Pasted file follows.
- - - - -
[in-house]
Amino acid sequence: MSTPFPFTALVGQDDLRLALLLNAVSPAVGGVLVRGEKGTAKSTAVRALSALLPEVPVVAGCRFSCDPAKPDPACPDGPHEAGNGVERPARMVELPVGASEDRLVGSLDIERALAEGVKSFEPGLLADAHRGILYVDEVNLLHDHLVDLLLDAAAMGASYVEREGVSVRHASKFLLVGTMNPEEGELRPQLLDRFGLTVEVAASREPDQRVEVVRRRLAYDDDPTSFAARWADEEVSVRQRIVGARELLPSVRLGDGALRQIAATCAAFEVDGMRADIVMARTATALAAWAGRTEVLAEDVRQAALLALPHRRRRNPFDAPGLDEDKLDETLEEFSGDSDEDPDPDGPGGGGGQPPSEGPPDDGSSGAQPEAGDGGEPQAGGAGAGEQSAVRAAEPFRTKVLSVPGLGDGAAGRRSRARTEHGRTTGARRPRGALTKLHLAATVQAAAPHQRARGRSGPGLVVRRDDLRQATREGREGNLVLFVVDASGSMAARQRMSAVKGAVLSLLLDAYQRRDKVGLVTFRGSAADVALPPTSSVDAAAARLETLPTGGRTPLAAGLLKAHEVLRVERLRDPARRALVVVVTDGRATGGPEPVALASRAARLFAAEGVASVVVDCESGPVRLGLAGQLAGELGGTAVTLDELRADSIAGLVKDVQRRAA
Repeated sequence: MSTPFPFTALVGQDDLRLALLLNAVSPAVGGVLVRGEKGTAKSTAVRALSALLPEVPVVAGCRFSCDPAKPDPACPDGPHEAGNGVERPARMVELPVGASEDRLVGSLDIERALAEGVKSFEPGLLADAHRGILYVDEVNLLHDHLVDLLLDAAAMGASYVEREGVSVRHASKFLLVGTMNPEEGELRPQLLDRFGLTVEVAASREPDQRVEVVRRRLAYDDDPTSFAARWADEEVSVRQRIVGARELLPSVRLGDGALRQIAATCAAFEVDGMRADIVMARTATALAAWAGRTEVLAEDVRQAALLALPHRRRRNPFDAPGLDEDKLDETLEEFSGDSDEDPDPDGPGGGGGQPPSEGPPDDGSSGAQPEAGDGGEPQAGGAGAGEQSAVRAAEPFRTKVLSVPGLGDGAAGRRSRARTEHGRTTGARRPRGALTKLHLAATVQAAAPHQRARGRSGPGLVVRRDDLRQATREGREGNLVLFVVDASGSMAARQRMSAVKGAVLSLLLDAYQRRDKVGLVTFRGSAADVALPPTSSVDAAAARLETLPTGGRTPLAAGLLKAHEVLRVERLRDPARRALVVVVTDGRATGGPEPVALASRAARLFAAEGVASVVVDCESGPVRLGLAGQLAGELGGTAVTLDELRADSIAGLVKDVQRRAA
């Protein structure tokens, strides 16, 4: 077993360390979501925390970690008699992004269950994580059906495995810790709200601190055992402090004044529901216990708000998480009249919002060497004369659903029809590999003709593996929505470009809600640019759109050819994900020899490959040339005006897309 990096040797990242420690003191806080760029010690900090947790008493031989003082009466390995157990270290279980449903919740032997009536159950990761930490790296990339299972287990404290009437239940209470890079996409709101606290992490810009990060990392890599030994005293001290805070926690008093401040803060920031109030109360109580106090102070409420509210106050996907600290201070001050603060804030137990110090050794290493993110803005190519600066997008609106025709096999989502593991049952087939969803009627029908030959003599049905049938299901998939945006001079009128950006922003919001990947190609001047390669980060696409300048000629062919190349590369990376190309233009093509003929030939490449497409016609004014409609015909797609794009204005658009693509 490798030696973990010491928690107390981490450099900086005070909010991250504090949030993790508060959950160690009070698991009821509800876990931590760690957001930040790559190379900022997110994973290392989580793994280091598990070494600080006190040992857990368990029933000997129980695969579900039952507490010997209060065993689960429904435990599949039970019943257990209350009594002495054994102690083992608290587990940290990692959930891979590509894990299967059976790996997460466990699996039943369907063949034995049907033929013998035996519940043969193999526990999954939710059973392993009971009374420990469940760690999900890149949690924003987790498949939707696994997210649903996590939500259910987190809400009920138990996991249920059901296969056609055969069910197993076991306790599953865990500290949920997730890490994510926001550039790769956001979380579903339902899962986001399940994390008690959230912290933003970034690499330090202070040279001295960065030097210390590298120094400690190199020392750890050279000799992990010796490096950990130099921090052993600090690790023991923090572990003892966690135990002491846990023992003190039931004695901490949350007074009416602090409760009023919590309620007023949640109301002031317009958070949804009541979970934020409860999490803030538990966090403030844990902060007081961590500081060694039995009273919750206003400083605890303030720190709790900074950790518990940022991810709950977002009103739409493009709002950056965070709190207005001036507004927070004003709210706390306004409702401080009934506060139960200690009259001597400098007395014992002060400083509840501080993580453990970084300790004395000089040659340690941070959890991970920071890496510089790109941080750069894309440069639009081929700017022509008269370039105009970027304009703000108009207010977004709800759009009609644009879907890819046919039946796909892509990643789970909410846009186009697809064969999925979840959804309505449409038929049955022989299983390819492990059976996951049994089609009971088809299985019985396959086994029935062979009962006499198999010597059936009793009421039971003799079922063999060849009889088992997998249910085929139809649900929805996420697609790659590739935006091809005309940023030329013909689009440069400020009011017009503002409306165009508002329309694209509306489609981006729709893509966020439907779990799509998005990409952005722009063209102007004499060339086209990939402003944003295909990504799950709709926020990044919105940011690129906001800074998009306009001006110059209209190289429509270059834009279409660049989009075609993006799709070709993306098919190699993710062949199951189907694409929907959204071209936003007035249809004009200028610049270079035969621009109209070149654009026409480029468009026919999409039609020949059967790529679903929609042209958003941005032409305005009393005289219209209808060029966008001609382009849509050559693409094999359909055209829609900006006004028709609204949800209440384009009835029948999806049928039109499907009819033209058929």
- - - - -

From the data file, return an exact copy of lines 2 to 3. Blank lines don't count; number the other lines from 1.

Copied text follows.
Amino acid sequence: MSTPFPFTALVGQDDLRLALLLNAVSPAVGGVLVRGEKGTAKSTAVRALSALLPEVPVVAGCRFSCDPAKPDPACPDGPHEAGNGVERPARMVELPVGASEDRLVGSLDIERALAEGVKSFEPGLLADAHRGILYVDEVNLLHDHLVDLLLDAAAMGASYVEREGVSVRHASKFLLVGTMNPEEGELRPQLLDRFGLTVEVAASREPDQRVEVVRRRLAYDDDPTSFAARWADEEVSVRQRIVGARELLPSVRLGDGALRQIAATCAAFEVDGMRADIVMARTATALAAWAGRTEVLAEDVRQAALLALPHRRRRNPFDAPGLDEDKLDETLEEFSGDSDEDPDPDGPGGGGGQPPSEGPPDDGSSGAQPEAGDGGEPQAGGAGAGEQSAVRAAEPFRTKVLSVPGLGDGAAGRRSRARTEHGRTTGARRPRGALTKLHLAATVQAAAPHQRARGRSGPGLVVRRDDLRQATREGREGNLVLFVVDASGSMAARQRMSAVKGAVLSLLLDAYQRRDKVGLVTFRGSAADVALPPTSSVDAAAARLETLPTGGRTPLAAGLLKAHEVLRVERLRDPARRALVVVVTDGRATGGPEPVALASRAARLFAAEGVASVVVDCESGPVRLGLAGQLAGELGGTAVTLDELRADSIAGLVKDVQRRAA
Repeated sequence: MSTPFPFTALVGQDDLRLALLLNAVSPAVGGVLVRGEKGTAKSTAVRALSALLPEVPVVAGCRFSCDPAKPDPACPDGPHEAGNGVERPARMVELPVGASEDRLVGSLDIERALAEGVKSFEPGLLADAHRGILYVDEVNLLHDHLVDLLLDAAAMGASYVEREGVSVRHASKFLLVGTMNPEEGELRPQLLDRFGLTVEVAASREPDQRVEVVRRRLAYDDDPTSFAARWADEEVSVRQRIVGARELLPSVRLGDGALRQIAATCAAFEVDGMRADIVMARTATALAAWAGRTEVLAEDVRQAALLALPHRRRRNPFDAPGLDEDKLDETLEEFSGDSDEDPDPDGPGGGGGQPPSEGPPDDGSSGAQPEAGDGGEPQAGGAGAGEQSAVRAAEPFRTKVLSVPGLGDGAAGRRSRARTEHGRTTGARRPRGALTKLHLAATVQAAAPHQRARGRSGPGLVVRRDDLRQATREGREGNLVLFVVDASGSMAARQRMSAVKGAVLSLLLDAYQRRDKVGLVTFRGSAADVALPPTSSVDAAAARLETLPTGGRTPLAAGLLKAHEVLRVERLRDPARRALVVVVTDGRATGGPEPVALASRAARLFAAEGVASVVVDCESGPVRLGLAGQLAGELGGTAVTLDELRADSIAGLVKDVQRRAA